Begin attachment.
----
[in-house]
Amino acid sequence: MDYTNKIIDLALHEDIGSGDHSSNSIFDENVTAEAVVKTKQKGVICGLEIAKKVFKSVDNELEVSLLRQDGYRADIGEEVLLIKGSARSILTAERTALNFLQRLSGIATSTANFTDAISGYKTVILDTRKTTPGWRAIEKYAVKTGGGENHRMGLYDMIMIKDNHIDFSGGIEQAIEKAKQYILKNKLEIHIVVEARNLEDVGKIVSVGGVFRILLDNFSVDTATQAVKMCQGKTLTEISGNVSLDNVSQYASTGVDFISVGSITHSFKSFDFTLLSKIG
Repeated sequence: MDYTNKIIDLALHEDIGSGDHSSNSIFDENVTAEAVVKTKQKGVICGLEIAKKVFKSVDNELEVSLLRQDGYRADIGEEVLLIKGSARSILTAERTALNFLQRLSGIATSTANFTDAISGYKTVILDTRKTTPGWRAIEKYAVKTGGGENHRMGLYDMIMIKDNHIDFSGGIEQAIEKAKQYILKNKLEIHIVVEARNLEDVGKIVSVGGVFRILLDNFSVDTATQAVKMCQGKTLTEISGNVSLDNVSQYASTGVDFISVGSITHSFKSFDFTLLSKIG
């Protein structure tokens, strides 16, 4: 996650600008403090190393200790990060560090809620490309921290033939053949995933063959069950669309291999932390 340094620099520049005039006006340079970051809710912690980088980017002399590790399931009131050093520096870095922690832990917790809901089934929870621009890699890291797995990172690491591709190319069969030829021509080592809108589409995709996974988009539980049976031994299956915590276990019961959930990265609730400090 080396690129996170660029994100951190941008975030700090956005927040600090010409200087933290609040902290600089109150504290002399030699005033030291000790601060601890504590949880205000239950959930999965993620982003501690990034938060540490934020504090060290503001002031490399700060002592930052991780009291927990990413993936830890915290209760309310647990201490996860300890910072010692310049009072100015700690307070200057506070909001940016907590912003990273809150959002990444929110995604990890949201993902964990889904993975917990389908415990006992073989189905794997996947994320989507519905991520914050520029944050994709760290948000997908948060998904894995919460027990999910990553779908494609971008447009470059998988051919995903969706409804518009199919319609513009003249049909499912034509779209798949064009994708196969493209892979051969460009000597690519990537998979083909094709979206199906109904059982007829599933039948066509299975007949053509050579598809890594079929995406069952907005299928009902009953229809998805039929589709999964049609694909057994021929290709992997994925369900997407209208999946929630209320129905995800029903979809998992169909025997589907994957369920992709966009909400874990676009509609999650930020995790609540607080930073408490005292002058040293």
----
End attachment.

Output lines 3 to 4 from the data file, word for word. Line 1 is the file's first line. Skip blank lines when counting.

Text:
Repeated sequence: MDYTNKIIDLALHEDIGSGDHSSNSIFDENVTAEAVVKTKQKGVICGLEIAKKVFKSVDNELEVSLLRQDGYRADIGEEVLLIKGSARSILTAERTALNFLQRLSGIATSTANFTDAISGYKTVILDTRKTTPGWRAIEKYAVKTGGGENHRMGLYDMIMIKDNHIDFSGGIEQAIEKAKQYILKNKLEIHIVVEARNLEDVGKIVSVGGVFRILLDNFSVDTATQAVKMCQGKTLTEISGNVSLDNVSQYASTGVDFISVGSITHSFKSFDFTLLSKIG
């Protein structure tokens, strides 16, 4: 996650600008403090190393200790990060560090809620490309921290033939053949995933063959069950669309291999932390 340094620099520049005039006006340079970051809710912690980088980017002399590790399931009131050093520096870095922690832990917790809901089934929870621009890699890291797995990172690491591709190319069969030829021509080592809108589409995709996974988009539980049976031994299956915590276990019961959930990265609730400090 080396690129996170660029994100951190941008975030700090956005927040600090010409200087933290609040902290600089109150504290002399030699005033030291000790601060601890504590949880205000239950959930999965993620982003501690990034938060540490934020504090060290503001002031490399700060002592930052991780009291927990990413993936830890915290209760309310647990201490996860300890910072010692310049009072100015700690307070200057506070909001940016907590912003990273809150959002990444929110995604990890949201993902964990889904993975917990389908415990006992073989189905794997996947994320989507519905991520914050520029944050994709760290948000997908948060998904894995919460027990999910990553779908494609971008447009470059998988051919995903969706409804518009199919319609513009003249049909499912034509779209798949064009994708196969493209892979051969460009000597690519990537998979083909094709979206199906109904059982007829599933039948066509299975007949053509050579598809890594079929995406069952907005299928009902009953229809998805039929589709999964049609694909057994021929290709992997994925369900997407209208999946929630209320129905995800029903979809998992169909025997589907994957369920992709966009909400874990676009509609999650930020995790609540607080930073408490005292002058040293």